US Catholic Faith in Real Life

The Foundling

By Danny Duncan Collum | Print this pagePrint | Email this pageShare

Mary Gauthier (Razor and Tie, 2010)

Singer-songwriter extraordinaire Mary Gauthier (“go-shay”) has a voice like a rusty string on a slide guitar. But that never held Bob Dylan back, and in Gauthier’s musical vision, pretty is hardly the point.

That same jarring, unvarnished quality runs through her lyrics. A recovering alcoholic, early in her career Gauthier laid her disease on the line with a song that proclaimed, “fish swim, birds fly . . . I drink.”

At the center of many of Gauthier’s best songs is her harrowing life story, a tale that makes some recent recovery memoirs sound like Rebecca of Sunnybrook Farm. At 15 she stole the family car, ran away, and spent the next 20 years drunk, high, and/or institutionalized. But on this new album she cuts to the painful, bleeding core of her biography and turns it into a jewel of poetic narrative, with accordions and fiddles on the side.

Gauthier was the foundling of the album’s title. As a newborn she was left on the steps of St. Vincent’s Infants Home in New Orleans to be adopted into a family dominated by a raging alcoholic father.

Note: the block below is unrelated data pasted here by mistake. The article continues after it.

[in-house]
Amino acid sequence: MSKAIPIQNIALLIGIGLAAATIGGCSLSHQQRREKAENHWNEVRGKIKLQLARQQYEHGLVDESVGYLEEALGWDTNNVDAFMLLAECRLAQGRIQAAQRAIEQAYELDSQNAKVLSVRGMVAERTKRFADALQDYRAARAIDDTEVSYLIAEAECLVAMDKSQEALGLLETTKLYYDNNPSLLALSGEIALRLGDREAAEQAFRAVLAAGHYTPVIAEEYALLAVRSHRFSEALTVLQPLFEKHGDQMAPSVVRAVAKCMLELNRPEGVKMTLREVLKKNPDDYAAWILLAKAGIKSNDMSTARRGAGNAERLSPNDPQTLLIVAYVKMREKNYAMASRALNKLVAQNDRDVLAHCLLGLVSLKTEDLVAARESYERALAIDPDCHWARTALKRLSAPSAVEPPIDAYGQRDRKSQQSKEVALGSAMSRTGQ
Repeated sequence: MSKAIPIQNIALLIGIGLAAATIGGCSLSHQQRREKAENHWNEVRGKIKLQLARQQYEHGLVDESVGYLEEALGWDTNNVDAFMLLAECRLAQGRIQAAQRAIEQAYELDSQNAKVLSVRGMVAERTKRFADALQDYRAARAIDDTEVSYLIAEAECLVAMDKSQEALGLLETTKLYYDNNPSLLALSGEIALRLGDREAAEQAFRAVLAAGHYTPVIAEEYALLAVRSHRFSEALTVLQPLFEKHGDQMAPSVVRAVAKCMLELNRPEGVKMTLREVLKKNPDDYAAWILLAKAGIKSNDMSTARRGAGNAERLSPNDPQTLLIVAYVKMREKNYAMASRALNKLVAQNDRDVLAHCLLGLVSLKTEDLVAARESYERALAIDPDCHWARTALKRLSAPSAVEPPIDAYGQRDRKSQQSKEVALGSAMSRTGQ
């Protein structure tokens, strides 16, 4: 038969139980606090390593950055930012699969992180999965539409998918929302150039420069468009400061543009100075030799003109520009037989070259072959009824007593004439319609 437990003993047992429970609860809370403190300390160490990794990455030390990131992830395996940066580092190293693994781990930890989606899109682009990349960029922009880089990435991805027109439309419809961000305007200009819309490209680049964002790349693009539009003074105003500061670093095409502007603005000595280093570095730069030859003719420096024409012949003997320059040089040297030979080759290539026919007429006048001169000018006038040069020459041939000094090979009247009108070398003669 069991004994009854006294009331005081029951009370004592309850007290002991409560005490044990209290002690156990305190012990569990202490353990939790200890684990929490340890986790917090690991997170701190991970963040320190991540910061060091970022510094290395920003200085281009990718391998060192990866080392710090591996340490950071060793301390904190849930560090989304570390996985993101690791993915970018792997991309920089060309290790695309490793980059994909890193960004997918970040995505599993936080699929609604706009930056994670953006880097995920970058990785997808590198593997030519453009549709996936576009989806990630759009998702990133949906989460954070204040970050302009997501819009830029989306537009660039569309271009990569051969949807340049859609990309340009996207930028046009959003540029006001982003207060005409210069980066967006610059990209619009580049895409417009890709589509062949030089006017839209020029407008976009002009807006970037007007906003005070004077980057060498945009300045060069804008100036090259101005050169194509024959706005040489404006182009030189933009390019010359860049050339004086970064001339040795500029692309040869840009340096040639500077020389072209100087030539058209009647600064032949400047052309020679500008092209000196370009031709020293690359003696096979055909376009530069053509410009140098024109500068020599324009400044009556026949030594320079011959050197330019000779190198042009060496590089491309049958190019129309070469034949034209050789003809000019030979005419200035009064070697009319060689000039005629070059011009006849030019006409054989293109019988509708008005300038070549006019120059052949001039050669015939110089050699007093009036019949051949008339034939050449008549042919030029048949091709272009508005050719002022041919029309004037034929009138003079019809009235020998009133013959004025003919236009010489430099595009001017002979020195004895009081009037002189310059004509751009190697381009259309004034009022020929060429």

But she says a sense of not-belonging dogged her from childhood and well into her sober years. Recently she tracked down her birth mother and called her up, receiving a painful brush-off that is transcribed in The Foundling’s central song, “March 11, 1962” (Gauthier’s birthdate).  

Gauthier’s artistic template for The Foundling was Willie Nelson’s 1975 album, Red Headed Stranger. Like that classic, The Foundling features consistent instrumentation and repeated musical themes (including two “Interludes” and a “Coda”) that lend coherence to the narrative. It suffers for the lack of Nelson’s pipes and mad-genius guitar work, but The Foundling’s emotional wallop far outstrips the model.

But Gauthier’s tale is never played for bathos. Indeed, her matter-of-fact, off-handed restraint, which makes the tragedy so disturbing, also renders credible “The Orphan King’s” affirmation: “I still believe in love.”    

This article appeared in the August 2010 issue of U.S. Catholic (Vol. 75, No. 8, page 42).